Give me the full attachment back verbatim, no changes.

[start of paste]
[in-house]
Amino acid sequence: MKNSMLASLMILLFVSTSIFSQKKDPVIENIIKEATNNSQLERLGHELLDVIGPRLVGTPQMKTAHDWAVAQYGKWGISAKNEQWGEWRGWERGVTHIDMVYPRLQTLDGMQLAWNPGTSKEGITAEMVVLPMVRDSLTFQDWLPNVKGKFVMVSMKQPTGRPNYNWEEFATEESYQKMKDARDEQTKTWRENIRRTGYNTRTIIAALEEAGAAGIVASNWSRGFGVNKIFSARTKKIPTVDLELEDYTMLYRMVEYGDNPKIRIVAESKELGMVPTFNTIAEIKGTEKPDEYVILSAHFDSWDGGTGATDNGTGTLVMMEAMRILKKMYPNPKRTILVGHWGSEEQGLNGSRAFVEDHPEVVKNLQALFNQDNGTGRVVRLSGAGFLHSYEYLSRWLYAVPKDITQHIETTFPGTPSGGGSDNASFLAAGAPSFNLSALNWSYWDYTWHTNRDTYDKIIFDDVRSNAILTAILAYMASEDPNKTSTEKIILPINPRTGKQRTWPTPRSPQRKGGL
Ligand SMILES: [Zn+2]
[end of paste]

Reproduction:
[in-house]
Amino acid sequence: MKNSMLASLMILLFVSTSIFSQKKDPVIENIIKEATNNSQLERLGHELLDVIGPRLVGTPQMKTAHDWAVAQYGKWGISAKNEQWGEWRGWERGVTHIDMVYPRLQTLDGMQLAWNPGTSKEGITAEMVVLPMVRDSLTFQDWLPNVKGKFVMVSMKQPTGRPNYNWEEFATEESYQKMKDARDEQTKTWRENIRRTGYNTRTIIAALEEAGAAGIVASNWSRGFGVNKIFSARTKKIPTVDLELEDYTMLYRMVEYGDNPKIRIVAESKELGMVPTFNTIAEIKGTEKPDEYVILSAHFDSWDGGTGATDNGTGTLVMMEAMRILKKMYPNPKRTILVGHWGSEEQGLNGSRAFVEDHPEVVKNLQALFNQDNGTGRVVRLSGAGFLHSYEYLSRWLYAVPKDITQHIETTFPGTPSGGGSDNASFLAAGAPSFNLSALNWSYWDYTWHTNRDTYDKIIFDDVRSNAILTAILAYMASEDPNKTSTEKIILPINPRTGKQRTWPTPRSPQRKGGL
Ligand SMILES: [Zn+2]